Massachusetts Workplace Injury Lawyers
Most people probably associate on-the-job accidents with inherently dangerous jobs. People like factory workers or employees working with heavy machinery are certainly more likely to be injured. However, accidents can happen in any workplace, even in a typical office. Employees who are injured at work should be compensated for their injuries and the wages they might lose.
In the event that you are injured in a work-related accident, you may be able to file a personal injury lawsuit against your employer to get compensation for your injuries. If, for whatever reason, you cannot sue your employer, there could be other third parties that share responsibility for your accident. If this sounds like your situation, you can count on our Massachusetts workplace injury lawyers for help. Call the Law Office of John J. Sheehan at (617) 925-6407. We can arrange a free legal consultation regarding your claim.
Workplace Accidents and Workers’ Compensation in Massachusetts
Ordinarily, a workplace injury will be dealt with through a claim for workers’ compensation. In most cases, an employee will not be permitted to file a lawsuit against their employer. Instead, they must report the accident to their employer and their employer must file a report with their insurance company. The insurance company will require some evidence of the accident and any injuries you have. This will necessitate a visit to a doctor for treatment. Medical records make for excellent evidence in a workers’ compensation case. It is usually the first thing insurance companies look for.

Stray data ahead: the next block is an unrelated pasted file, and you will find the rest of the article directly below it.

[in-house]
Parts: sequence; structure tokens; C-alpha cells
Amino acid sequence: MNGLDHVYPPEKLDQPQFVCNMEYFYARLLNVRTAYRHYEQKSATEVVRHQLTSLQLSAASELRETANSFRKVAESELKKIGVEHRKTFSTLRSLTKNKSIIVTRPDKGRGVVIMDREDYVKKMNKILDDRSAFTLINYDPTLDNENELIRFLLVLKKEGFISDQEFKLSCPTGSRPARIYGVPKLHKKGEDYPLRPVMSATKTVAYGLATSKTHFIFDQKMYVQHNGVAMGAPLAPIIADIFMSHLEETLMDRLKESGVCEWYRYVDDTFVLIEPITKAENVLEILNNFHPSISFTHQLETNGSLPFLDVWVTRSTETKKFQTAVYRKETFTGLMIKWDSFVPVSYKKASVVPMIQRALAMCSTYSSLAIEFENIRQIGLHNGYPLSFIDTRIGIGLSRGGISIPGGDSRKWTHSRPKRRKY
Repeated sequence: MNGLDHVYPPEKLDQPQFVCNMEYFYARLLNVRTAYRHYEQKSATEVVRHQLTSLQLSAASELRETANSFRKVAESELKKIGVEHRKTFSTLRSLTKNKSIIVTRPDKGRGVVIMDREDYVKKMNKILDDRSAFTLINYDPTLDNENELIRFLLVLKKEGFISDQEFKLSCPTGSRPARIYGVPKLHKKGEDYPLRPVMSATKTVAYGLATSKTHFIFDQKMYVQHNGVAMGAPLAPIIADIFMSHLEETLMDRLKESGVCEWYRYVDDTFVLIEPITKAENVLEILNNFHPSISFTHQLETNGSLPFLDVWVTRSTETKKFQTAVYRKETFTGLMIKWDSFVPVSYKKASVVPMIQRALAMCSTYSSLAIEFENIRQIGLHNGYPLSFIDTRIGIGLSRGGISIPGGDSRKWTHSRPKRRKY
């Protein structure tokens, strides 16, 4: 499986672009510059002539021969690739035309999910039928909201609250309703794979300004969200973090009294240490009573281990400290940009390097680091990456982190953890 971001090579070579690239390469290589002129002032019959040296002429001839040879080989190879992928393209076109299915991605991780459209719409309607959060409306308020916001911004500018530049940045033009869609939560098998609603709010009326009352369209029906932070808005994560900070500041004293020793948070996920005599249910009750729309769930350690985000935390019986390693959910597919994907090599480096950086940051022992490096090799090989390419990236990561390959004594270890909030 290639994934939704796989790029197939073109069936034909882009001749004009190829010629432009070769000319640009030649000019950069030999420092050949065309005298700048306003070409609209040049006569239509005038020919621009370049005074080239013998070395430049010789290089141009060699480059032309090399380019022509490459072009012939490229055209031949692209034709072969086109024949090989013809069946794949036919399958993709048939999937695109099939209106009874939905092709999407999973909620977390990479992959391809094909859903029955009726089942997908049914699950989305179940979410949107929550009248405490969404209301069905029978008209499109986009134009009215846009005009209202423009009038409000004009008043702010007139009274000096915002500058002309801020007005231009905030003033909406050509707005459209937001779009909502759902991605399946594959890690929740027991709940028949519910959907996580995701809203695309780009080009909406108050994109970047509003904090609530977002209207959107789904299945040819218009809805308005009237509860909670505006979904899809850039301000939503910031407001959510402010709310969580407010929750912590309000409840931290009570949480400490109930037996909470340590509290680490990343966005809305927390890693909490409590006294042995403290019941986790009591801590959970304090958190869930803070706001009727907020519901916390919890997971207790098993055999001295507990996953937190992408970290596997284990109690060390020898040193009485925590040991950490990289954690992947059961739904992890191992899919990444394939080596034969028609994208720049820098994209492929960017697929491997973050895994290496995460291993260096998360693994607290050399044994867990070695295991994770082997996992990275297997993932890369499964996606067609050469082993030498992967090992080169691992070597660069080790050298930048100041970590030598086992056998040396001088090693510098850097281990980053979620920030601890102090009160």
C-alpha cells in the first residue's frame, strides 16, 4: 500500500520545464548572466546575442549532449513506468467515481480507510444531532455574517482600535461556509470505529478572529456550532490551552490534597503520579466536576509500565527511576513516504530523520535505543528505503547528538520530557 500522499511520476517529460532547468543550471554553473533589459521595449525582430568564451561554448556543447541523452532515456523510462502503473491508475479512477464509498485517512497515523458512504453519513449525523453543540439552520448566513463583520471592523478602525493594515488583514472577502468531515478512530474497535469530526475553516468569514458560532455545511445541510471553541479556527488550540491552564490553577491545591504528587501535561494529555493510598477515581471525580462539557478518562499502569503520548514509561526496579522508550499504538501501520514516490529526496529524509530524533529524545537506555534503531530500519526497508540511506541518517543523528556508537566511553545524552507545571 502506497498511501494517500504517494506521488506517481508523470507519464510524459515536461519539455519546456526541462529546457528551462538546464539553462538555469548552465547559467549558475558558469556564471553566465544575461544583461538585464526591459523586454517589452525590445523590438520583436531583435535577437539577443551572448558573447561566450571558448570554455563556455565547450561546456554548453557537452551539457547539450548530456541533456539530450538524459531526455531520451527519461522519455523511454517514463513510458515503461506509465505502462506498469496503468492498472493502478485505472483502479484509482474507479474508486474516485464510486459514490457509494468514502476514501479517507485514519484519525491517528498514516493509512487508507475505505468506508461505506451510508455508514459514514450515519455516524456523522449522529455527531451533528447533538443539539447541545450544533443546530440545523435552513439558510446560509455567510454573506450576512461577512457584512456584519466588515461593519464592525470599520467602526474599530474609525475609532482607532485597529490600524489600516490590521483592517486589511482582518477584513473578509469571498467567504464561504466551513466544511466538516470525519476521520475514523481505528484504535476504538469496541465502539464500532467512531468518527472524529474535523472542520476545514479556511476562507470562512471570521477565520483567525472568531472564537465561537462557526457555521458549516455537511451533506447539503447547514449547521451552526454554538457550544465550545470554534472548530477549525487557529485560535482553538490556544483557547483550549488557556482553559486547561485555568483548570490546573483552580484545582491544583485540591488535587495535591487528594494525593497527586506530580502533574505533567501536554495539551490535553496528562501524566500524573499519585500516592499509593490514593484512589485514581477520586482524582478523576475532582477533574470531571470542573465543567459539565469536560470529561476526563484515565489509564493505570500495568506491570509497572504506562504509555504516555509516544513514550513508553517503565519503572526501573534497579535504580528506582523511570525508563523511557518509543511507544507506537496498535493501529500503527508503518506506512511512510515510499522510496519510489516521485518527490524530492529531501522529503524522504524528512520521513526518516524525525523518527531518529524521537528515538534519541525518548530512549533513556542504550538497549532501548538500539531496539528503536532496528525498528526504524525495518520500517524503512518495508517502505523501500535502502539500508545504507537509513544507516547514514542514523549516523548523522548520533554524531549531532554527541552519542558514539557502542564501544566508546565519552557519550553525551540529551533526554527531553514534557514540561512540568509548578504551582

However, you might be able to sue your employer for personal injuries from a workplace accident under certain circumstances. Personal injury lawsuits can be more advantageous because they generally yield greater compensation for injured employees. Consult with our Massachusetts workplace injury attorneys to determine if your case meets these requirements.
Suing an Employer for Personal Injuries in Massachusetts
You could sue your employer if you can prove you are not an employee as defined under the law. The definition of an employee for workers’ compensation is broadly construed. Most people will be classified as employees and must take the workers’ compensation route. However, if you can prove you were not an employee but more like an independent contractor, you might be able to sue. Not only that, even if you are an employee, but your employer has no insurance to cover your injuries, you can file a personal injury lawsuit against your boss. Our Massachusetts workplace injury lawyers can help you begin your lawsuit.
Suing your boss in a personal injury lawsuit can be challenging. Your accident must have occurred under certain conditions. Otherwise, a personal injury lawsuit is prohibited. Primarily, you must have reason to believe that your accident and injuries were caused by willful misconduct on the part of your employer. Essentially, this means you must make a showing of fault.
The key to proving fault is showing that your boss did something that resulted in your accident. Your employer’s actions could be willful, meaning they made a conscious choice, or they could be negligent. Employer negligence occurs when an employer owes a duty of care to their employees, usually involving safe work conditions, and they breach that duty, thus resulting in a workplace accident. Additionally, their action or inaction should be out of line with normal business operations. Our Massachusetts workplace injury lawyers can help you determine what kind of case you have and how to get your personal injury lawsuit started.
OSHA Regulations and Workplace Injuries in Massachusetts